Sun rising for Nature’s Lighting
When it was established in 1972, Federal Express started with 23 airplanes, 50 trucks, 300 employees and six packages to deliver. Now FedEx is a Fortune 500 company and is seen as an innovator in the shipping industry.
Many people, including writers for Fortune Magazine, claim the success came because the company was so well managed.
Mike Basch, FedEx vice president of sales and customer service when the company began operations, was a big part of the management team, but has now moved his focus from shipping to sunlight.
Basch is now the CEO of Nature’s Lighting, headquartered in Park City. The company opened in September of 2005, and, upon hearing about the idea, Basch joined three months later.
Nature’s Lighting manufactures its product in Dallas, but recently made Park City its home for research and design, as well as its corporate headquarters. Basch said executives chose the Utah site because, "There’s an energy here around thinking green and a receptivity to what we’re doing."
"We want to position Park City as a capital of daylighting," he continued. "We believe Park City is ideal for a number of reasons: obviously the amount of sunshine, but it’s also only 30 minutes from a major airport so it’s a great place to bring people to show them the benefits of daylighting."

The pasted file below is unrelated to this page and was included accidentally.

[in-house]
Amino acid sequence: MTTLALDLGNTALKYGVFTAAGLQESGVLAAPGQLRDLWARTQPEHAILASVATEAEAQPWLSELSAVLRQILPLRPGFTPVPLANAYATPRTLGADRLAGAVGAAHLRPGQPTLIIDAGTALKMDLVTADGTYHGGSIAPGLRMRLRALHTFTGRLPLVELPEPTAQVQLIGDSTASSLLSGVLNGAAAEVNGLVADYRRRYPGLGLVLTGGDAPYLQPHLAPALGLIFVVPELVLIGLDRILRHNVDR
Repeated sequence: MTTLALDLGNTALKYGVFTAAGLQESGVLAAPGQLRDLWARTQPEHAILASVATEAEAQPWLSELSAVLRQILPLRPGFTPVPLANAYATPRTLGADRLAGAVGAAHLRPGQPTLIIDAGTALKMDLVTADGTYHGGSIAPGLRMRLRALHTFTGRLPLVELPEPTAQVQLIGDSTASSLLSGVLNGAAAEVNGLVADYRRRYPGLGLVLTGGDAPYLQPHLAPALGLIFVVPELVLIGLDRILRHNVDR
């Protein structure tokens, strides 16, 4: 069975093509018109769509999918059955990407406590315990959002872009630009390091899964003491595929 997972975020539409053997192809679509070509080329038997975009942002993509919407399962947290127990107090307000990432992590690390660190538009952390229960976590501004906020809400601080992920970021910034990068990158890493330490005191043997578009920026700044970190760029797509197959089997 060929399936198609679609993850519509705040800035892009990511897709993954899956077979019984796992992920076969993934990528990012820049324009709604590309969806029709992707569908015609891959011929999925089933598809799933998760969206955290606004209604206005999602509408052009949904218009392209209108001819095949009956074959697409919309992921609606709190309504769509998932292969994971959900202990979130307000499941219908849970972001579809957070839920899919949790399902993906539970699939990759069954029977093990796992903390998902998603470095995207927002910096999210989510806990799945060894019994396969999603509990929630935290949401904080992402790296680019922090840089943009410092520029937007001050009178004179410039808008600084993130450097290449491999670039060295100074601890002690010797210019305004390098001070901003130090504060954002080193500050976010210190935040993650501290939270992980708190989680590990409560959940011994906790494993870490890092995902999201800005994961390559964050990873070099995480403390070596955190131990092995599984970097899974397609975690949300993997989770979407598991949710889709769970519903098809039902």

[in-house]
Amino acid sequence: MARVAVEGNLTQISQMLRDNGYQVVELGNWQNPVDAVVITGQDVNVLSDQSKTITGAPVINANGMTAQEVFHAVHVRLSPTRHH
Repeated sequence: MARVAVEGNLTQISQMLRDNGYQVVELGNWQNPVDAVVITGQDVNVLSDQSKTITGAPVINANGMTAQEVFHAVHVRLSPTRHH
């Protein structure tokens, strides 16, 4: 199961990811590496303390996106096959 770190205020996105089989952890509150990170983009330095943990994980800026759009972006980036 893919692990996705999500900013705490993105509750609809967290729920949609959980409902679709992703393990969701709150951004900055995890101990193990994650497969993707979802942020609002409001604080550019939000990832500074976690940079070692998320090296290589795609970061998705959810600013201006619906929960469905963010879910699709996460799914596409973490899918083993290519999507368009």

The company specializes in using daylighting to light corporate buildings naturally. Daylighting, Basch said, is the "science of bringing outside light inside," done by using a system of mirrors that collect sunlight and then reflect it, using a diffuser, through a skylight to evenly and inexpensively illuminate a room. The latest models also run the light through a UV filter to eliminate heat, helping to save on air conditioning bills.
"We believe, and we think we can prove this, that every single-story building constructed from here on out throughout the world should be built with daylighting in it," he said. "It’s free, it’s healthy and it preserves the environment."
The technology is geared for use by schools, business offices, retail stores, warehouses, government buildings and other business environments. It can also be used in homes, but Nature’s Lighting has stayed out of the residential market.
Basch said that many companies are coming on board, including Wal-Mart.
"Wal-Mart will no longer build stores without daylighting," Basch said. "There is a store in Aurora, Colo., with our units installed."
He the process of setting up the store with Nature’s Lighting units was one of the experiences that helped him to buy in to daylighting.
At the time Wal-Mart placed the order, Nature’s Lighting didn’t have any available units, but a contract with an established timeline had been signed. In order to meet the deadlines, they temporarily borrowed 28 units from a warehouse that already had some installed. That’s when Basch realized what a difference daylighting really made.
"Once we had reinstalled their units, I asked the warehouse manager if he noticed a difference (while they were gone)," Basch said. "Without even a thought, the guy said he noticed three things. He said (having the units) saved them $2,000 a month in electricity for air conditioning and lighting, he noticed the employees got testy with each other, which hadn’t been the case with the units, and all the plants they had in the building died in the two months they were gone. If plants die under all artificial light, what is going to happen to human beings in the same conditions?"